Black Friday: The Good, The Bad, and The Ugly; of One of America's Favorite Unofficial Holidays
With commercials all over the web and television, everyone has heard the term Black Friday sometime in their life. Most associate it with the Christmas shopping that often occurs the day after Thanksgiving on that Friday and how the result is many stores "going into the black". However, I wanted to delve into the origins and find out just how the unofficial “holiday” started and what it means for people today. So I took not only to the books but also on a little “field trip”.
Although there are various accounts, it appears the term black Friday was first used in mid 20th century Philadelphia (c.1966) by the Police Department to describe the scores of traffic around the city on the Friday after Thanksgiving. It appears then that various stores took to the name and used it in advertising their new hours for what was appearing to be, one of the busiest shopping days of the year. During the 70’s many stores advertised as opening as early as 6am (as compared to the usual 9am opening times). However in the early 90’s, several big brand stores including JC Penny and Macy’s advertised opening times which included 5am. Since that point, the opening times of most other stores have crept backwards in an effort to match the big department stores and 4 am has become the average opening time for most stores. That is, until the last few years.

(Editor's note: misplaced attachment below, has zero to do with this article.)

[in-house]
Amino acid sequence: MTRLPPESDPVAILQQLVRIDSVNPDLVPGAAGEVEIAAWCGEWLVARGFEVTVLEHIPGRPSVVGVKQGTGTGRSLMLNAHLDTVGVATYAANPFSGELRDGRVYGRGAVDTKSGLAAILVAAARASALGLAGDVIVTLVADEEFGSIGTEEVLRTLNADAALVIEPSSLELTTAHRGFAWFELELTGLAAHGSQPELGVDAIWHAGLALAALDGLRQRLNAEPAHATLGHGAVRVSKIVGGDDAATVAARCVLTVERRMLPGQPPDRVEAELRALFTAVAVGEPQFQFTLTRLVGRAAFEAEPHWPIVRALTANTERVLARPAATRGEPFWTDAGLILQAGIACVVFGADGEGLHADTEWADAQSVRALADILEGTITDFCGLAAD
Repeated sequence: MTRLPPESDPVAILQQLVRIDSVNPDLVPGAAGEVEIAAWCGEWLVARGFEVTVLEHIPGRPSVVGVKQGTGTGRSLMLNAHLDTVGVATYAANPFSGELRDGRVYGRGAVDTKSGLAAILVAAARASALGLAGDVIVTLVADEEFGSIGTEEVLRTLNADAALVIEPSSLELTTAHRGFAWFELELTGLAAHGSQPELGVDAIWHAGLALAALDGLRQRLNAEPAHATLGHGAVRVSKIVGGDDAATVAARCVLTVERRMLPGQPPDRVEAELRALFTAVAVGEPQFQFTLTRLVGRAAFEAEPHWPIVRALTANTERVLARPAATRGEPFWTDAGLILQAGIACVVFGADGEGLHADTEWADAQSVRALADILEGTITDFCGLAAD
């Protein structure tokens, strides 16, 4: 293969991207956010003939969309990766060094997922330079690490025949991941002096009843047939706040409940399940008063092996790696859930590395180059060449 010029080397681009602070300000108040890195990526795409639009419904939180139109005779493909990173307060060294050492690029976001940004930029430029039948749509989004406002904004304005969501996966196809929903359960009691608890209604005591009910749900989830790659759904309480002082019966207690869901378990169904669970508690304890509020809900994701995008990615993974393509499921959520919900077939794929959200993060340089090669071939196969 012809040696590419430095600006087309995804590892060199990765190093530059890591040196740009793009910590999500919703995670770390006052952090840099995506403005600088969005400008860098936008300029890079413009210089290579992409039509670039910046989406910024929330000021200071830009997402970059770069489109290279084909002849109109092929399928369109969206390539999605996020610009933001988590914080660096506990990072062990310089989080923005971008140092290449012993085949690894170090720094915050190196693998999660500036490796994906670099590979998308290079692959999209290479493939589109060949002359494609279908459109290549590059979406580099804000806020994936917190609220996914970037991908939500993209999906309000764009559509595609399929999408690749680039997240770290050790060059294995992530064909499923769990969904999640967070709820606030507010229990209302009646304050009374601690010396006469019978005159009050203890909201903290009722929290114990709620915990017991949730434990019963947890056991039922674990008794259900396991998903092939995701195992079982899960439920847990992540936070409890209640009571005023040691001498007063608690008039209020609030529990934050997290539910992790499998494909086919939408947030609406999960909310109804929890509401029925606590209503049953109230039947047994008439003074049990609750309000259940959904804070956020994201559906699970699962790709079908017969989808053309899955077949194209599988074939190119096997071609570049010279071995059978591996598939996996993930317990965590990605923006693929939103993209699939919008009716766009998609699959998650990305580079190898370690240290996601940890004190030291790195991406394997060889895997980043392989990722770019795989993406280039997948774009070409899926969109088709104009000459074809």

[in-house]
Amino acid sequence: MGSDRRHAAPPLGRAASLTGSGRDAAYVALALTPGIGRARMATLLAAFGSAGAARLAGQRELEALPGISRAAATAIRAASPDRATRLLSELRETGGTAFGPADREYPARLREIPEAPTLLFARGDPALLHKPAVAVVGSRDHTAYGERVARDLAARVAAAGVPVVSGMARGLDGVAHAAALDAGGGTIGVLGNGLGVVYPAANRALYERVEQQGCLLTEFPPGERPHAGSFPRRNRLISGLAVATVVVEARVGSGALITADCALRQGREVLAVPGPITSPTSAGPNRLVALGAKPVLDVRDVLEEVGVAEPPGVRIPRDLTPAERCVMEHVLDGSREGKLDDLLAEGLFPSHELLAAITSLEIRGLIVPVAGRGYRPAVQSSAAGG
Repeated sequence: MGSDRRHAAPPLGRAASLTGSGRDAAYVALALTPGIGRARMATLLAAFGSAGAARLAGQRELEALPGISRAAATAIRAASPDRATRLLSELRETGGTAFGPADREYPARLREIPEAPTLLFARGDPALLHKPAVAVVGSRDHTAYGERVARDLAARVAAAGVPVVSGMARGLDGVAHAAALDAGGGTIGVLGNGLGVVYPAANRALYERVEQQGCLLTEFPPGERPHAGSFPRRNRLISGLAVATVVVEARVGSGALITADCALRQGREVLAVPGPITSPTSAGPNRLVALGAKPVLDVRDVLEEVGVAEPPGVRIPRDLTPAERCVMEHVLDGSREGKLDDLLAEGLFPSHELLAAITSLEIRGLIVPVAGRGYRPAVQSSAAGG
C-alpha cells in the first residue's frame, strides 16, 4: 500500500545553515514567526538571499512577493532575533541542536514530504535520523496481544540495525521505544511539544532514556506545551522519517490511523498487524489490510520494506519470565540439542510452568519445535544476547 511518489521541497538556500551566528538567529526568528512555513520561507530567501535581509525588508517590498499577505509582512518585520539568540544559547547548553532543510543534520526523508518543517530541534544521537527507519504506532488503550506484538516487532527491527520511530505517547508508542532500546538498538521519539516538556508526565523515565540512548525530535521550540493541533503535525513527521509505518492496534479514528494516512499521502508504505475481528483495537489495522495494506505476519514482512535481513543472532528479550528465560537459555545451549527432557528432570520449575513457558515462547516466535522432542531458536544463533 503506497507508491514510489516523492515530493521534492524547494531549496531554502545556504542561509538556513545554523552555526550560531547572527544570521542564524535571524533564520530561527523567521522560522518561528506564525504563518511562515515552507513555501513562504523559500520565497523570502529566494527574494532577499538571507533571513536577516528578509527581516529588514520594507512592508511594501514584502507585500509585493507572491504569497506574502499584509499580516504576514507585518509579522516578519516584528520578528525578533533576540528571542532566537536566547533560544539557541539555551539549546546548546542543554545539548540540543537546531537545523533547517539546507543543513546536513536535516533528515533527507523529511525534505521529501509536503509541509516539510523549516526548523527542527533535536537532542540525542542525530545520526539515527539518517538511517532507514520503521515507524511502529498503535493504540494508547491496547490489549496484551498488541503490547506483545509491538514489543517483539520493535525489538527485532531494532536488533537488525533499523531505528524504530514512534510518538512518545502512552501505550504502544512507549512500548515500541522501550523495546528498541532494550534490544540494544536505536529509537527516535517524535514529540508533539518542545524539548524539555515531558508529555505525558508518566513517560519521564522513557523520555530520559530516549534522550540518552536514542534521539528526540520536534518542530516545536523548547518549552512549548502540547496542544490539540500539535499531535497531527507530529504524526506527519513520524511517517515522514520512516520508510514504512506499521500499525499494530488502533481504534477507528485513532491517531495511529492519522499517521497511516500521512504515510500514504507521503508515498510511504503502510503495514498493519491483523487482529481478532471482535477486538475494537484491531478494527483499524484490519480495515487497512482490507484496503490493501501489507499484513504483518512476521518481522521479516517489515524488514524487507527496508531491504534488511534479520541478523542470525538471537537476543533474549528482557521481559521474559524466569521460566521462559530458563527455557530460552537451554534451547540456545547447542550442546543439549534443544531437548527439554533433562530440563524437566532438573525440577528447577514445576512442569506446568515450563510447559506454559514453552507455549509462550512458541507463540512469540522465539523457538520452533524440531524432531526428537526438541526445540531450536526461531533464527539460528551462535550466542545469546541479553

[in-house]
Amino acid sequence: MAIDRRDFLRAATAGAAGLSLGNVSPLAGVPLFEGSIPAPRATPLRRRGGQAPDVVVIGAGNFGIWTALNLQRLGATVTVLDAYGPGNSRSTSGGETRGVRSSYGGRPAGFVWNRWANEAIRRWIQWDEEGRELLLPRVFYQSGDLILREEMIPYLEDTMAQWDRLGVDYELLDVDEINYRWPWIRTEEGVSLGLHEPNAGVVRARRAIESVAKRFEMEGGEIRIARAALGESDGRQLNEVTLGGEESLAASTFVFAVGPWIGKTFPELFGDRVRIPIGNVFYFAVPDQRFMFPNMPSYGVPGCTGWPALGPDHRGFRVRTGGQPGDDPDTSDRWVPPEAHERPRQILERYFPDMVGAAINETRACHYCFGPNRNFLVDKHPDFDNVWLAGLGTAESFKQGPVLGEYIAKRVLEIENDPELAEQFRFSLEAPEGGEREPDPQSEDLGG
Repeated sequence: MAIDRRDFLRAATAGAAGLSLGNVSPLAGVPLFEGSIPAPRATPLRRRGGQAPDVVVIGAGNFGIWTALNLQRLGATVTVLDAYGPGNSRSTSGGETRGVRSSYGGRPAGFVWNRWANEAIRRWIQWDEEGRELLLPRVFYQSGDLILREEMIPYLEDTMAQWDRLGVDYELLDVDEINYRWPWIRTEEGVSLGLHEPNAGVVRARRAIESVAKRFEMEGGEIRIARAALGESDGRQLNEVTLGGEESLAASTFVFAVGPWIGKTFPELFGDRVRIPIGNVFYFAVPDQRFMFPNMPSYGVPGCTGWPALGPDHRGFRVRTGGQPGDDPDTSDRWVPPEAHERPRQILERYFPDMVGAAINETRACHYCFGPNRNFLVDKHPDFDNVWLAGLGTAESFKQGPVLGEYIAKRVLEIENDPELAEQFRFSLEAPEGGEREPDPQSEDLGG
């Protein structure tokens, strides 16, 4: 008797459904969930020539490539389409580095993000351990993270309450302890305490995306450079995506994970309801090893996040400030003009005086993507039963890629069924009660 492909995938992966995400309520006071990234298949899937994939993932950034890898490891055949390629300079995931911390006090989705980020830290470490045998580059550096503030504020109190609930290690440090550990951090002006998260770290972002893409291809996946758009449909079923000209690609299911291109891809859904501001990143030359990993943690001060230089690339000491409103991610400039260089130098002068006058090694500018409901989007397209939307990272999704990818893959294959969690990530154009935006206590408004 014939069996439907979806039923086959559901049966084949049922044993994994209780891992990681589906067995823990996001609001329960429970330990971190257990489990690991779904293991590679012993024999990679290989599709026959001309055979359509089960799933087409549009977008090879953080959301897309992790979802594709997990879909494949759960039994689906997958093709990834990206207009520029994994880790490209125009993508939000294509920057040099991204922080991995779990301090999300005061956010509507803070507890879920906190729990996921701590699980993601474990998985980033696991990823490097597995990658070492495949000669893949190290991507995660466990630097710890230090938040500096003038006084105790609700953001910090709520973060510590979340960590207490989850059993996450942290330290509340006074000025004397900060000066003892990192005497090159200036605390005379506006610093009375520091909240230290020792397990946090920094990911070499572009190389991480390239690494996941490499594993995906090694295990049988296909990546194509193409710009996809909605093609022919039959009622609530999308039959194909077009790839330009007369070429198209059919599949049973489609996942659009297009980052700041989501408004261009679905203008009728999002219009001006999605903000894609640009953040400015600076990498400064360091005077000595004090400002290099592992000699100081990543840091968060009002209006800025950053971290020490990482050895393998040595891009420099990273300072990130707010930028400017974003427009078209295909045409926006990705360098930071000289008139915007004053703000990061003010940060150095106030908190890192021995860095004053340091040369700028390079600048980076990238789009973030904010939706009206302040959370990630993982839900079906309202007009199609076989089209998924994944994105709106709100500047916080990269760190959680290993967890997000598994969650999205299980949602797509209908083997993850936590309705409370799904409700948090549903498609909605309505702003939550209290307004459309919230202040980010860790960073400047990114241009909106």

During the last few years, and much to the disgrace of many people, many stores have decided to open at midnight on Thanksgiving in order to allow more patrons to shop in less crowded environments. Surprisingly, this has become much of a family event and the malls are often most crowded at this time. I myself went this year and found myself not only having fun (I normally abhor shopping) but also in an environment that one person described “like Costco at Christmas!”. That is to say the mall was decorated, crowded, and generally fun to be in.
However, not everyone is excited about the new changes. Many groups have recently petitioned some of the stores against the new hours saying “they’re ruining Thanksgiving for their employees” and “cutting into family time”. One group even went so far as to start a petition against Target’s new policy of opening at midnight for the 2011 Black Friday. That being said, some stores are going to even more extremes, Walmart (which is a 24/7 store anyway) advertised Black Friday sales starting as early as 10:00pm on Thursday. Sears was open Thanksgiving day and even Toys R Us opened at 9 pm.
While many more traditional Americans may not like it, my little jaunt this Black Friday showed me one thing. This tradition isn't going anywhere, no matter who signs what petitions. The malls were colorful, music-filled, and cheerful and even many of the so called “disgruntled” employees didn't seem so disgruntled to me. In fact, the ones I talked to seemed pretty happy to be there. If you ask me, I think black Friday is to retail employees what Valentine’s Day is to restaurants, one of the craziest, busiest, most stressful, AND also most fun days of the year!
For more information on the history of Black Friday, please See: